Years ago when Brene Brown first spoke on vulnerability, a friend sent me the video as inspiration. I regularly watch this 20-minute TED talk on shame, vulnerability, honesty, and growth because Brown’s words are poignant, powerful, and encouraging.
“the people who have a strong sense of love and belonging believe they’re worthy of love and belonging. That’s it. They believe they’re worthy. And to me, the hard part of the one thing that keeps us out of connection is our fear that we’re not worthy of connection,”
My inner critic is skilled at telling me I’m not worthy of the great things I offered or received. She’s also practiced at reminding me that I deserve anything (and everything) negative that comes my way. She’s kind of a bitch, actually.
So, why can’t I shut up the critic inside? Well, first of all she’s been a part of me since I was a child … it’s hard to let go of a life-long frenemy. Second, if my inner critic doesn’t tell me my writing is crap, someone else will have to. That means another human will know I’m not perfect. I can’t have that! Third, if I rid myself of my inner critic, might someone worse invite themselves in? Would I be able to handle someone who talked even more terribly to me?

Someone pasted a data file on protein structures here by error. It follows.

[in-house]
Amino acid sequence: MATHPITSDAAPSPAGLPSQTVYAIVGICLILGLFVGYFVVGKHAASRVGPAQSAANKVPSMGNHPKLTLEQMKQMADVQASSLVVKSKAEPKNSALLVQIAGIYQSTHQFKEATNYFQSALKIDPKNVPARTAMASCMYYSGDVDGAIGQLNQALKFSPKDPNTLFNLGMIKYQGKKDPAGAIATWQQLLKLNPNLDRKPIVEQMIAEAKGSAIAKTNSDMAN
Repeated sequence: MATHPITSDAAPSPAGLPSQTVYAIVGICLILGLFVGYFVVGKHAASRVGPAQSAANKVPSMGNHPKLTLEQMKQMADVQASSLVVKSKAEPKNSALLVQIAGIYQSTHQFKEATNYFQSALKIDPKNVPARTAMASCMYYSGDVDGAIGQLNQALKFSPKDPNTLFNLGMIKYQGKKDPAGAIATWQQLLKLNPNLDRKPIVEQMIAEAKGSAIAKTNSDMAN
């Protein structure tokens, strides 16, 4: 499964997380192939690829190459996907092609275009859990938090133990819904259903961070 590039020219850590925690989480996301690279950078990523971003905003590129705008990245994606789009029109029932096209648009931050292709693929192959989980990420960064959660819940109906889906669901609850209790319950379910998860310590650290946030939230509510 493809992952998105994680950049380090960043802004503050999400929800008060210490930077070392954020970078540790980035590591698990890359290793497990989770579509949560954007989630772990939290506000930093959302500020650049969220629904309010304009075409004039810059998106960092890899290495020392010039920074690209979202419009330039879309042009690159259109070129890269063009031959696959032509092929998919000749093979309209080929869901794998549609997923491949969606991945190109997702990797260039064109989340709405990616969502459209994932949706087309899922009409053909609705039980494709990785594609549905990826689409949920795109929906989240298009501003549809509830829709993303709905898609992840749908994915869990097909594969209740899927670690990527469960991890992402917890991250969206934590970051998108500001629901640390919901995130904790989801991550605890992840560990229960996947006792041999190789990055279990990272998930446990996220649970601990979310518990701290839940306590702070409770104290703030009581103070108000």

I’m working on learning to live with my inner critic. I talk to her, tell her to shove off, to shut up, to jump off a cliff, and I derisively laugh at her when she’s wrong. (Yanno, she’s actually wrong quite a bit.) I’m working on asking her “WHO CARES?” when she talks shit to me. If I don’t care, does it really matter if others do? I’m learning to not care.
I’ve learned to notice when she pops into my consciousness, why she’s present, and I can almost count on the actual words that she says to me. I’ve realized that no matter how loudly she announces “You’re not enough,” I can stick my tongue out at her sassier, flip her the bird more fiercely, or kick her in the teeth even harder. When she plays a movie of my failures and mistakes, I can mute her, smash the speakers, or simply unplug the electricity. I’m learning to work around her.
If my inner critic were a solid-body woman in my life, I would flat out refuse to be her friend. If I spoke to you the way she speaks to me, you wouldn’t want to be my friend either. I’m learning to talk back to her.
“… these folks had, very simply, the courage to be imperfect. They had the compassion to be kind to themselves first and then to others, because, as it turns out, we can’t practice compassion with other people if we can’t treat ourselves kindly.“
I am imperfect.
We are all imperfect.